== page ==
ISRG LongDefault HKLM.reg.txt (31.4 KB)
ISRG Short HKLM.reg.txt (21.2 KB)

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I posted this in another thread, hoping to get some clarification:

We have a client who is using the DST Root CA cert chain currently as well as our current application cert expiring on 12/19. The DST Root CA and intermediate cert are expiring on 9/30 and I understand that it will be an automated switch to ISRG Root X1.

The problem is, they need time to update certs on their end. They have told us that they downloaded and deployed the ISRG Root X1 and got a chain peer identification issue during the handshake since it didn't match the cert chain.

Is there a way to manually switch it over before 9/30? Or run some kind of command? Apologies if I misunderstand the certs entirely, I'm not super knowledgeable about these things.

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A1. The chain supplied today is the same chain that will be supplied after Sept. 30th.

A2. Please have a look at the video posted here: Join us and learn about certificate chains! - #35 by jple

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When testing things from command line it is useful to install faketime package and then one can do

faketime 2021-10-01 openssl s_client -connect

To test and check if things from your environment still work after expiry. Ditto any other commands like curl, wget, etc.

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Hello,
thanks for your reply. How can you "tweak" DC to server the short ISRG-self signed chain? Simply by deleting the soon expiring R3 intermediate?

What I have found out so far:

  1. ON DC, I disable all DST X3, all old R3 (expiring 2021-09-29) on the DC. I then check my server certificate, and the certificate chain is correctly Server < R3-new < ISRG-self signed.
    However, on the client side (ubuntu 18.04 latest) it still tries to verify with the DST. I then delete the DST on the server, and yet the chain is still expiring (trying to use DST).

However, what works is this:

  1. I create a crt file with the new R3 < ISRG-self signed
  2. I refer it in a openssl call with : faketime '2021-10-04 20:30:00' openssl s_client -CAfile R3_ISRGX1-self-signed.crt -showcerts -connect drty1.DC.org:636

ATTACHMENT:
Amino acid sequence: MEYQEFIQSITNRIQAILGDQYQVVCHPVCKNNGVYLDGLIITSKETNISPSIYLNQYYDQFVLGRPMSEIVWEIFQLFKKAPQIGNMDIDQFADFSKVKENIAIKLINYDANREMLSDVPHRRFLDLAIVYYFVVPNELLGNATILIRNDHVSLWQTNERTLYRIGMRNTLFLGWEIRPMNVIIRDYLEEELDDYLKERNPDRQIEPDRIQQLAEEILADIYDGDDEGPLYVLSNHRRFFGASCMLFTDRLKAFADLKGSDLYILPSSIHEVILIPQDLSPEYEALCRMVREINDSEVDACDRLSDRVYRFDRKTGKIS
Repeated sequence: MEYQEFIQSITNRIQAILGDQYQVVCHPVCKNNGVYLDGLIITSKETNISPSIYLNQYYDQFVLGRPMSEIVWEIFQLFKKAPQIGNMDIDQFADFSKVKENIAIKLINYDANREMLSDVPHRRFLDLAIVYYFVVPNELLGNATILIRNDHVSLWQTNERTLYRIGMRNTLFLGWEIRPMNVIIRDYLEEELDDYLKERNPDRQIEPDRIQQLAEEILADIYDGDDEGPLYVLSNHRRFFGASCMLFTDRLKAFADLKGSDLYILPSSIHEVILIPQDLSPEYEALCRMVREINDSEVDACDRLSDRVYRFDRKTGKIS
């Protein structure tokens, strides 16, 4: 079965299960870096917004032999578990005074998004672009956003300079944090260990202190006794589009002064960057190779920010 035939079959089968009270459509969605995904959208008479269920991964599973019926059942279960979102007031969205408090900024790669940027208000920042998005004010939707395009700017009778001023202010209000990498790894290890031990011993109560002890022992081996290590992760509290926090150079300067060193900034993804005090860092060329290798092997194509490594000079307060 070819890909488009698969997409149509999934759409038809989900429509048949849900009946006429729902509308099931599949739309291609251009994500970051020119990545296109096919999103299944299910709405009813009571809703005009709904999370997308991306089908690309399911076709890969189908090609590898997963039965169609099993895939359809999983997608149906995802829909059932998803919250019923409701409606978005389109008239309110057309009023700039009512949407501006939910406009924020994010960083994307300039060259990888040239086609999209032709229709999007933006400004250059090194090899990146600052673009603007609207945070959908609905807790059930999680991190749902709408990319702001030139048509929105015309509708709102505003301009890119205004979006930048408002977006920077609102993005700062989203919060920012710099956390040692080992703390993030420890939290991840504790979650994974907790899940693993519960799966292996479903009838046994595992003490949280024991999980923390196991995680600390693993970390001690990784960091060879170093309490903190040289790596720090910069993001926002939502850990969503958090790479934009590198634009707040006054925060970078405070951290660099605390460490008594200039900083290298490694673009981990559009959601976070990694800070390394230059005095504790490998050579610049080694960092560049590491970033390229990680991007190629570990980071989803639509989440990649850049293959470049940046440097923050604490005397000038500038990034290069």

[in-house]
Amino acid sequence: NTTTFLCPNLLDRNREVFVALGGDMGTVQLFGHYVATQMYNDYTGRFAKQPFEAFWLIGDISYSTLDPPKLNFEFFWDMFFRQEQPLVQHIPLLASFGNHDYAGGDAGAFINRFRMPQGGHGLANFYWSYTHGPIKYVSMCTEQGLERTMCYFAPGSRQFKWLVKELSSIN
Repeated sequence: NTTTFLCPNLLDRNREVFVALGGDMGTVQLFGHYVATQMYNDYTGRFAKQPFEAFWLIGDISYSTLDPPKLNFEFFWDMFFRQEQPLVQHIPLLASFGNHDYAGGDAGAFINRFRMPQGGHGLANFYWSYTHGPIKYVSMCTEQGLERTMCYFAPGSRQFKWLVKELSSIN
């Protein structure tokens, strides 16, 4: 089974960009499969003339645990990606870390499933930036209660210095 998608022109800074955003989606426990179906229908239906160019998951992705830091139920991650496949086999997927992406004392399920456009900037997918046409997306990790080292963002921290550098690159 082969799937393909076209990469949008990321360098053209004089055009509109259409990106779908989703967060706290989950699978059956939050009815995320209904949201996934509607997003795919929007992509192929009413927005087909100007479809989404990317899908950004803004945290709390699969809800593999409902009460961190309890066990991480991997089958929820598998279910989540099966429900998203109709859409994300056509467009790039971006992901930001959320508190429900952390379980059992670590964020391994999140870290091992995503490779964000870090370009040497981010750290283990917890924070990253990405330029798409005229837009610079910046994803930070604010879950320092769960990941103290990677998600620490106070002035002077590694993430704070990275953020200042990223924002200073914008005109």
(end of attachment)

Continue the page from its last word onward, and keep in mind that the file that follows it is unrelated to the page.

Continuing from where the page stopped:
-> maybe not good practice to put an intermediate into the root store, but I need to somehow make this work in the coming days.

however, this doesn't work:

  1. adding only the new R3 via CAfile (although ISRG self-signed is trusted and linked in /etc/ssl/cert)
  2. adding only\ the ISRG-self-signed via CAfile (as the DC does not serve the new R3intermediate?)

so I thought, I just combine new R3 intermediate < ISRG-self signed in a crt file, and put it in my trust store on my ubuntu machine, and update-ca-certifictes. Its added, However, this does not work:
faketime '2021-10-04 20:30:00' openssl s_client -CAfile R3_ISRGX1-self-signed.crt -showcerts -connect drty1.DC.org:636
--> gives me a 10 certificate expired

I also removed the dst again from /etc/ssl/cert, still I get 10 expired if I try with faketime after 2021-10-01.

I think SOGo just needs a valid chain of trust based on what is available/working in /etc/ssl/cert/.

I really don't know what else to do anymore. I don't understand why ubuntu still tries to use the DST, although its not in the trust store anymore ...

1 Like

@alexsd64

The manual choice you can make is the same now as it will be after the expiry happen, you can choose to assemble a chain that goes Your certificate <- R3 <- ISRG-signed-by-DST or one that just goes Your certificate <- R3. The ACME client software you use to obtain certificates may offer a way to choose which, you will need to read its documentation if you need this.

The "automated switch" isn't so much a switch as the consequence of time passing. The DST Root CA X3 certificate expires at a fixed date in the near future, and much software (including all popular web browsers) will just go "I trust ISRG Root X1 and that's in this chain, so we're good" regardless of which of the above manually chosen chains it sees, since they do both involve ISRG Root X1.

Unfortunately some software, particularly older versions of the OpenSSL library, can't conceive of having other reasons to trust something, having discovered that DST Root CA X3 is expired, they conclude than any certificates matching that are untrustworthy, even if there's other reason to think they're OK.

If you're confident that all clients trying to connect to your service trust ISRG Root X1, you can send the shorter chain Your certificate <- R3 which doesn't mention DST Root CA X3 and thus shouldn't cause problems (so long as ISRG Root X1 is trusted). You should look at instructions for your ACME certificate client to have this happen automatically on renewal, but in terms of what you can do immediately to test this, if the certificate "chain file" for your service is just plain text you can open it in your preferred text editor, you should see it has several distinct blobs inside it that begin with BEGIN CERTIFICATE and end with END CERTIFICATE, if there are three blobs, make a copy first just in case but you can literally just remove the last blob, corresponding to a certificate for ISRG Root X1 by DST Root CA X3, and save the file and now it doesn't mention the expiring DST Root CA X3.

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It's really important to emphasis that on Windows server, running typical windows based software (e.g. IIS etc), the OS builds the chain it's going to serve - it pretty much ignores whatever chain your ACME software may have prepared once it recognizes the intermediate then goes off on its own. So as Ryan says, you have to add/remove certificates in the machine certificate store (and often also in the Local System user certificate store) to get windows to serve a particular chain.

Here is my current advice for Windows users with chain issues (including suggested fixes): Let's Encrypt DST Root CA X3 expiry Sept 30th 2021 | Certify The Web Docs